Reclaim Your Focus

Imagine you had access to a magical new drug that could be administered visually and had no physical side effects. Simply pull out a small box, look at it, and experience 30 seconds of intense pleasure. On top of this, the drug has a never-ending supply. You can stare at it as long as you want. There's just one caveat: by using this drug you'll lose your ability to focus. With this in mind, would you take it?

Chances are, you already have. This magical new drug is your phone, and you're a total junkie. We all are. A 2021 survey on cell phone usage found that the average American checks their phone 262 times per day (I don't imagine Canadians fare much better). That's 262 visual hits of the seemingly bottomless box of dopamine. But there's a cost to these cheap thrills. In exchange for constant mental stimulus, we've sacrificed our ability to focus.

Focus is the mental state in which you become completely immersed in the task at hand. That state you enter when writing an important exam. The state in which any disturbance startles you. What Cal Newport refers to as "Deep Work" and what Mihaly Csikszentmihalyi calls "Flow". The state which upon exiting, your eyes are strained, your mind is exhausted, and you've lost track of time.

Focus is not a switch that can be flipped at will. It requires a distraction-free environment, mental effort, and time. The general consensus is that it takes between 15-25 minutes to enter a state of focus (this study from UCal Irvine says 23 minutes). That's cause for concern when you consider the frequency with which we check our phones. Assuming the average person is awake 16 hours a day, that's one check every 3.6 minutes, which is 11 minutes short of the minimum time required to entire a state of focus. Meaning the average person spends their entire day in an unfocused state. Well, almost. The above calculation assumes that those 262 checks occur at equal intervals, which is probably not the case. Even then, unless our average subject is deliberate about allocating blocks of distraction-free time, they're unlikely to enter a state of focus.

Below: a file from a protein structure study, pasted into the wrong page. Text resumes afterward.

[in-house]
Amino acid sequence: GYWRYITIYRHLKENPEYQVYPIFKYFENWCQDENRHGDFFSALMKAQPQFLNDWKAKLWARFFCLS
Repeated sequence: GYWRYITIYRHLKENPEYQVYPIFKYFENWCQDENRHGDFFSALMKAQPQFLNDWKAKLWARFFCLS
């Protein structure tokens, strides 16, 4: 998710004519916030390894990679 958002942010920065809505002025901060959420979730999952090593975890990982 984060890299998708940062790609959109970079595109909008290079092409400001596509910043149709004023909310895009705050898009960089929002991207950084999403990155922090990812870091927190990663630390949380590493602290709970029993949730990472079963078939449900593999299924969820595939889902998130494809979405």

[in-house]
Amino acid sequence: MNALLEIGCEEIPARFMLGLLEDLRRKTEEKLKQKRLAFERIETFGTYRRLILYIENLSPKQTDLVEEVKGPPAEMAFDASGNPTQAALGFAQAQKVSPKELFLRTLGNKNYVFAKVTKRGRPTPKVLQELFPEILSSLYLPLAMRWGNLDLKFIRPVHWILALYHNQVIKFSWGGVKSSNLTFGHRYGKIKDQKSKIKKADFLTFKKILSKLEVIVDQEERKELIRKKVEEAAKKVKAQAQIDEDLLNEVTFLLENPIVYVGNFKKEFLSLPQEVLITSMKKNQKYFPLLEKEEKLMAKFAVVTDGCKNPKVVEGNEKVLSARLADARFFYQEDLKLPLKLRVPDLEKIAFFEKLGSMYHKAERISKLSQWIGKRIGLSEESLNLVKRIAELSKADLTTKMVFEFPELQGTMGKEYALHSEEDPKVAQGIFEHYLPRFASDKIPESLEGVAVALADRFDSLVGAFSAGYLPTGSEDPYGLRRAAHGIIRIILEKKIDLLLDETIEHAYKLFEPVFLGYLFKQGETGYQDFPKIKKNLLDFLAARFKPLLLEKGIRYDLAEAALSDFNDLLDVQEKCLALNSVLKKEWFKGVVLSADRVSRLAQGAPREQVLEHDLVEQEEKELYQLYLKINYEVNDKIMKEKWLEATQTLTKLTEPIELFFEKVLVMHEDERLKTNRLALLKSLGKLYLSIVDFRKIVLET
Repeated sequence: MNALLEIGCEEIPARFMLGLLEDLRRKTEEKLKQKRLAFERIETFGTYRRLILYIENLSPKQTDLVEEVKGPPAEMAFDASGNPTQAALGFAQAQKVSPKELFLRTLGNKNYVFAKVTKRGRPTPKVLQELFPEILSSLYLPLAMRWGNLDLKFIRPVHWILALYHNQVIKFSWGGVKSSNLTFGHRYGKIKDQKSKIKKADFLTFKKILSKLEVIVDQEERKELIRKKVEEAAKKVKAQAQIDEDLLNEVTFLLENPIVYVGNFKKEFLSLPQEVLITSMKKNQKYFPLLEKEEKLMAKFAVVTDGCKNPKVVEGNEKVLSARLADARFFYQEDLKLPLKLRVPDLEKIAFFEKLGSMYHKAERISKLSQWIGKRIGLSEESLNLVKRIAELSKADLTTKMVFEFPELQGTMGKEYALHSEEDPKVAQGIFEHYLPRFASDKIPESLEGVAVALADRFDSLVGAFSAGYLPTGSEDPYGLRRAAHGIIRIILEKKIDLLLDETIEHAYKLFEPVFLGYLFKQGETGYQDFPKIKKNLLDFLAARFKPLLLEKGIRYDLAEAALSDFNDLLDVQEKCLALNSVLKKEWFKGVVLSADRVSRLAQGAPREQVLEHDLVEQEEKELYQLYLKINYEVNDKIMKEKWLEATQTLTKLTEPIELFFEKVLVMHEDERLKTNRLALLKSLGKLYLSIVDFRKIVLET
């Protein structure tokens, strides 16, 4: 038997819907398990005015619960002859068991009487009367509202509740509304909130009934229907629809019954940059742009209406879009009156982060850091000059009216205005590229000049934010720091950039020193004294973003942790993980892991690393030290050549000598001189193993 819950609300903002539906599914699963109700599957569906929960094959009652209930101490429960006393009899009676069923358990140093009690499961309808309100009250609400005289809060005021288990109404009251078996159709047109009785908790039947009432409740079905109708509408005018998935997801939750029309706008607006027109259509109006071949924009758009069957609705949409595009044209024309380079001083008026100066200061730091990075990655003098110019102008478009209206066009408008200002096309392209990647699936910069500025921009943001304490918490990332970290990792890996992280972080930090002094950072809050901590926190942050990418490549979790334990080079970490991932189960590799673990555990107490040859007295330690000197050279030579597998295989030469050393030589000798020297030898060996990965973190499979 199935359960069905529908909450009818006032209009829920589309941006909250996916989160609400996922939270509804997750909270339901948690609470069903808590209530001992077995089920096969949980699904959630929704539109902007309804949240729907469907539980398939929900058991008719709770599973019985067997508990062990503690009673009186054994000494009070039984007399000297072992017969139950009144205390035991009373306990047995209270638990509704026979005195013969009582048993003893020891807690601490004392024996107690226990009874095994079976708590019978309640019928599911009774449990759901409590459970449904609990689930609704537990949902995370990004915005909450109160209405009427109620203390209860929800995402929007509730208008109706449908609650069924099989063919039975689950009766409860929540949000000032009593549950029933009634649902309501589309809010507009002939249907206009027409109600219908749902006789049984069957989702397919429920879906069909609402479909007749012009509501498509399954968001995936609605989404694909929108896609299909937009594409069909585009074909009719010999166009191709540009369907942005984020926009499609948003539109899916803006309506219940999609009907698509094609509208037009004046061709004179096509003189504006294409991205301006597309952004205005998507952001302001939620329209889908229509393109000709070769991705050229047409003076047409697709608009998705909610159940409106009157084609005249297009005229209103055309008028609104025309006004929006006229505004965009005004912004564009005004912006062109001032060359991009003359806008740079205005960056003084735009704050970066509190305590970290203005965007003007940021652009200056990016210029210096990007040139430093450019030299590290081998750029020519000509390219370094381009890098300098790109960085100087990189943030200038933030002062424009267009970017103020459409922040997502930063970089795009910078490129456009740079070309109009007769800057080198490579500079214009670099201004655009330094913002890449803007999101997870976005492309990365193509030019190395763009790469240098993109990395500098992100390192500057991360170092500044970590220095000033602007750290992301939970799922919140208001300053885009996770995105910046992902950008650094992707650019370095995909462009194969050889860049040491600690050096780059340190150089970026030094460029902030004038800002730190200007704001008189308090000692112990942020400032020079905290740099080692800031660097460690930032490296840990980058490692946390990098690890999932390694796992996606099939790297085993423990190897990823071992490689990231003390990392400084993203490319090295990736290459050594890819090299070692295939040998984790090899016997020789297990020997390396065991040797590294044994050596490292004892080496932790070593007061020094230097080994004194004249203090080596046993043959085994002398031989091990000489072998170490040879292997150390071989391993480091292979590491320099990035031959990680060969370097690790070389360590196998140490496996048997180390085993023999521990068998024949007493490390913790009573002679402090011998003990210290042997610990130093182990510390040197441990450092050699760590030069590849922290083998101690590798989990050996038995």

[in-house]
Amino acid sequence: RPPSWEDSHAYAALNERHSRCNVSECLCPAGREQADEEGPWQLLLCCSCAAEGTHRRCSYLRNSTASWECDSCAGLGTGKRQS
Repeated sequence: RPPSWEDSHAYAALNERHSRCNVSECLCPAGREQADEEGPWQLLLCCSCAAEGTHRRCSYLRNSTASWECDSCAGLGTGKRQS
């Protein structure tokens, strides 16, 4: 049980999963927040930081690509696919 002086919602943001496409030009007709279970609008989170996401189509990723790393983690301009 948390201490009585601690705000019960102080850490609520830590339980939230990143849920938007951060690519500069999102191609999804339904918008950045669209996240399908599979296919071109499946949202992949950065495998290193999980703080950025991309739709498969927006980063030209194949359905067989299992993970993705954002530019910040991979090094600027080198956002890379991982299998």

It's difficult to quantify exactly how much more productive focused individuals are versus their unfocused counterparts. But using myself as an anecdote, and comparing my focused and unfocused productivity, I believe the discrepancy is colossal. Colossal enough to claim that focus is the most valuable skill one can have in the era of knowledge work. I produce more in 4 hours of focused work than I do during 12 hours of context-switching. But it's not only that being in a state of focus is more productive than frequent context-switching, it's also more enjoyable. Entering a state of focus sucks. It's emotionally painful and requires wilfully suppressing the urge to splurge on some cheap dopamine. But once you've entered the state, it's smooth sailing. If you're constantly checking your phone, you'll spend your entire day in a focus-deprived state, fiending for the next hit of the magical drug.

The biggest problem with cellphone usage is that for most people it's become habitual. We pull out our phones without thinking. We mindlessly scroll through our favourite apps with no intent. We've been conditioned by thousands of behavioural and computer scientists at Facebook, Google, and ByteDance (The parent company of TikTok) whose job is to maximize the time we spend in their apps. Our willpower and attention span are unknowingly matched up against the world's most powerful drug cartel. A drug cartel that deals cheap dopamine in exchange for attention.